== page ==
Allegheny monkey-flower, monkey-flower
[Mimulus ringens f. roseus L.]
Etymology: Mimulus: may come either from Greek mimo, "an ape," because of resemblance of markings of seeds to face of a monkey, or from Latin mimus, "an actor or mimic," because flower is like mouthpiece of one of the grinning masks worn by classical actors.
Plants: erect, perennial, 6"-40" tall forb, smooth; stems 4-angled with narrow wings
Leaves: opposite, stalkless
Flowers: pink to blue, 5-parted, 3/4"-1" long, lower lip arching in the open throat, sepals connected into a tube, 4 stamens, long-stalked flowers from the leaf axils; blooms July-Sept.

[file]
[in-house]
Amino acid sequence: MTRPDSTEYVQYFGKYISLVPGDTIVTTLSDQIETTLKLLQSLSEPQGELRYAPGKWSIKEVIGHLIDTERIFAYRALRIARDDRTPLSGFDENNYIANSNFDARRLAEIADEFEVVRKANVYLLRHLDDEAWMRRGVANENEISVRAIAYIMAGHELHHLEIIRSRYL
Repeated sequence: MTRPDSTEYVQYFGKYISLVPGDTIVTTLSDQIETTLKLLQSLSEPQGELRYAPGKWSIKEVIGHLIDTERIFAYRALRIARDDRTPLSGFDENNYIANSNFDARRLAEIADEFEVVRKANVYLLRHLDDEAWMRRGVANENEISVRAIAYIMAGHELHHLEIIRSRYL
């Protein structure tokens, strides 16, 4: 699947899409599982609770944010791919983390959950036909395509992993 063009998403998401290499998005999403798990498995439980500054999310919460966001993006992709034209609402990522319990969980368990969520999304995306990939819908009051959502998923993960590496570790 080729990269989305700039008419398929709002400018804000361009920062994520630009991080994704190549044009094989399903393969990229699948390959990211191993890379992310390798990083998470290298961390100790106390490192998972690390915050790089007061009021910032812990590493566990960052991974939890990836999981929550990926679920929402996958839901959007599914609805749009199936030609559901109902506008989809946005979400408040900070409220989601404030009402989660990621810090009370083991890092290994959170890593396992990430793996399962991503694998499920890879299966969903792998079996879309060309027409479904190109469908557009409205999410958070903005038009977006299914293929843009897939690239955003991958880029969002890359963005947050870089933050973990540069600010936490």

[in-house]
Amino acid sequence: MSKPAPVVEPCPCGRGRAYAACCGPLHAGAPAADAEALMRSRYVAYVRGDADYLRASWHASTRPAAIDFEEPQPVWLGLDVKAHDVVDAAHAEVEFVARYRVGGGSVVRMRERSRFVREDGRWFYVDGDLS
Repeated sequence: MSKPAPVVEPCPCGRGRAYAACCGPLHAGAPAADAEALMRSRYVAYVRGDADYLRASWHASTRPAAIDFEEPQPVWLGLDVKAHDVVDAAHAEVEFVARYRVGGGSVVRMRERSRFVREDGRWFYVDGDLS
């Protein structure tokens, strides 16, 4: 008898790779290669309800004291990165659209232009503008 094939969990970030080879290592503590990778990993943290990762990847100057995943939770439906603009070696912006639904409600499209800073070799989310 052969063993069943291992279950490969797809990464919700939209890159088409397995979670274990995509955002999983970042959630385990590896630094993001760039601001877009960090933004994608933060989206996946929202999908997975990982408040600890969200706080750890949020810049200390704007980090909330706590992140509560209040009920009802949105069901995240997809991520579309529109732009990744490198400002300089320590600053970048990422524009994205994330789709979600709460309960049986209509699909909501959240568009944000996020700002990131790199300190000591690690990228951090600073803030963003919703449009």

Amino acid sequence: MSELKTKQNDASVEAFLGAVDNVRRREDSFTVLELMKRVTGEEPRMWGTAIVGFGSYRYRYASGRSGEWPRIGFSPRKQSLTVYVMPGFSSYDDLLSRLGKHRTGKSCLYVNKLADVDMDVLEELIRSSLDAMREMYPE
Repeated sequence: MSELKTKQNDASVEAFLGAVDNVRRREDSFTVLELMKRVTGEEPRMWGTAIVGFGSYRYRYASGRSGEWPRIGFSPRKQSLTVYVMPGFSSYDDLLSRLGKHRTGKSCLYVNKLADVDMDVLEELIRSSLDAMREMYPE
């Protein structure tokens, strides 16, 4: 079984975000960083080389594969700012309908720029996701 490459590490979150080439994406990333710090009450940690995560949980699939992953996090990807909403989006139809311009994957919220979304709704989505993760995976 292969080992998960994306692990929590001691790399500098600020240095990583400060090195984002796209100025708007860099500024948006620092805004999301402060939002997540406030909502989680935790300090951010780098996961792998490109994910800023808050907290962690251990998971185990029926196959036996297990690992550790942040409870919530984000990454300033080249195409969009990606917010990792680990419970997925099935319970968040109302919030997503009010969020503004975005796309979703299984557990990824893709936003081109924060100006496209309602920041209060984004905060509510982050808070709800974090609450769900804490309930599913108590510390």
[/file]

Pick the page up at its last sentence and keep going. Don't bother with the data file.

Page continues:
Habitat: full sun; wet to moist; meadows, shores, streambanks; in sandy, loamy soil
Conservation Status: Native
Floristic Rating: Coefficient of Conservatism = 6, Wetland Indicator = OBL USDA Plants Database: Federal Distribution and detailed information including photos Dan Tenaglia's The Missouri Flora: Fabulous photographs; detailed descriptions; color and leave arrangement key. David G. Smith's "Delaware Wilflowers": Beautiful photographs; descriptions Illinois Wildflowers: Wonderful photographs; detailed descriptions; color and leaf arrangement key Southwest School of Botanical Medicine: Britton & Brown Illustrated Flora - 2nd Edition (1913) "An Illustrated Flora of the Northern United States and Canada"